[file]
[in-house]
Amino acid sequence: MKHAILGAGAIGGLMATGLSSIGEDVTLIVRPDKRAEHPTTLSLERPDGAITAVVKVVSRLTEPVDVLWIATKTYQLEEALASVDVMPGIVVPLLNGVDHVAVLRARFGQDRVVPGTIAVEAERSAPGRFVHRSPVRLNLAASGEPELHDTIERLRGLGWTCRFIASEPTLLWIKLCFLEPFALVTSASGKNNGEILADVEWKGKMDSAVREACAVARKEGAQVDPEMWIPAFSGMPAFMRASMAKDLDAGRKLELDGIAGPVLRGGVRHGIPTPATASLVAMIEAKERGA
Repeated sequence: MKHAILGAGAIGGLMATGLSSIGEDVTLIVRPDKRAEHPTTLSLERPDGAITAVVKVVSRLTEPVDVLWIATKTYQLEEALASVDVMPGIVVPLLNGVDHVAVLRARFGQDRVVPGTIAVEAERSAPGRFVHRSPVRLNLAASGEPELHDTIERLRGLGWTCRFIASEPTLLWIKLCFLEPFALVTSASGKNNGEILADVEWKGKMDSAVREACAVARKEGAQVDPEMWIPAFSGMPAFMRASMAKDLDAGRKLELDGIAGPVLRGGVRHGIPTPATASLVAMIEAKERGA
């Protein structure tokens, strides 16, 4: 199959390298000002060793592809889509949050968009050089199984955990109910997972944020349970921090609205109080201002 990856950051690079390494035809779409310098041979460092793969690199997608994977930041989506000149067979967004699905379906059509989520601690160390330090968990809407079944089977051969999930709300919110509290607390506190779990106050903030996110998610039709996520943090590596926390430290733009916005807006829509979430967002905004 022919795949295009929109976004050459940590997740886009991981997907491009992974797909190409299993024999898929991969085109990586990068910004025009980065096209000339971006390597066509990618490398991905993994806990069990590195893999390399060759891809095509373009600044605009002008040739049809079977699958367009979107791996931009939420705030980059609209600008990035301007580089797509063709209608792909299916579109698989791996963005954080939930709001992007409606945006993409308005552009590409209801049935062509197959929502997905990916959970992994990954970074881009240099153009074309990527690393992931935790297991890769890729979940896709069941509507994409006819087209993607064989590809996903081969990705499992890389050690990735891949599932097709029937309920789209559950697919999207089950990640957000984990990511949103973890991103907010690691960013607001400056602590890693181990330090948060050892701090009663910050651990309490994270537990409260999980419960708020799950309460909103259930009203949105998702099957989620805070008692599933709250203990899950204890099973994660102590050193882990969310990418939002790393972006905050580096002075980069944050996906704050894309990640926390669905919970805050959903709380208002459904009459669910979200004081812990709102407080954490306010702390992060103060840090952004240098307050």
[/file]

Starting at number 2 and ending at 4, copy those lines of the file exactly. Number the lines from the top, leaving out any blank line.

Amino acid sequence: MKHAILGAGAIGGLMATGLSSIGEDVTLIVRPDKRAEHPTTLSLERPDGAITAVVKVVSRLTEPVDVLWIATKTYQLEEALASVDVMPGIVVPLLNGVDHVAVLRARFGQDRVVPGTIAVEAERSAPGRFVHRSPVRLNLAASGEPELHDTIERLRGLGWTCRFIASEPTLLWIKLCFLEPFALVTSASGKNNGEILADVEWKGKMDSAVREACAVARKEGAQVDPEMWIPAFSGMPAFMRASMAKDLDAGRKLELDGIAGPVLRGGVRHGIPTPATASLVAMIEAKERGA
Repeated sequence: MKHAILGAGAIGGLMATGLSSIGEDVTLIVRPDKRAEHPTTLSLERPDGAITAVVKVVSRLTEPVDVLWIATKTYQLEEALASVDVMPGIVVPLLNGVDHVAVLRARFGQDRVVPGTIAVEAERSAPGRFVHRSPVRLNLAASGEPELHDTIERLRGLGWTCRFIASEPTLLWIKLCFLEPFALVTSASGKNNGEILADVEWKGKMDSAVREACAVARKEGAQVDPEMWIPAFSGMPAFMRASMAKDLDAGRKLELDGIAGPVLRGGVRHGIPTPATASLVAMIEAKERGA
């Protein structure tokens, strides 16, 4: 199959390298000002060793592809889509949050968009050089199984955990109910997972944020349970921090609205109080201002 990856950051690079390494035809779409310098041979460092793969690199997608994977930041989506000149067979967004699905379906059509989520601690160390330090968990809407079944089977051969999930709300919110509290607390506190779990106050903030996110998610039709996520943090590596926390430290733009916005807006829509979430967002905004 022919795949295009929109976004050459940590997740886009991981997907491009992974797909190409299993024999898929991969085109990586990068910004025009980065096209000339971006390597066509990618490398991905993994806990069990590195893999390399060759891809095509373009600044605009002008040739049809079977699958367009979107791996931009939420705030980059609209600008990035301007580089797509063709209608792909299916579109698989791996963005954080939930709001992007409606945006993409308005552009590409209801049935062509197959929502997905990916959970992994990954970074881009240099153009074309990527690393992931935790297991890769890729979940896709069941509507994409006819087209993607064989590809996903081969990705499992890389050690990735891949599932097709029937309920789209559950697919999207089950990640957000984990990511949103973890991103907010690691960013607001400056602590890693181990330090948060050892701090009663910050651990309490994270537990409260999980419960708020799950309460909103259930009203949105998702099957989620805070008692599933709250203990899950204890099973994660102590050193882990969310990418939002790393972006905050580096002075980069944050996906704050894309990640926390669905919970805050959903709380208002459904009459669910979200004081812990709102407080954490306010702390992060103060840090952004240098307050």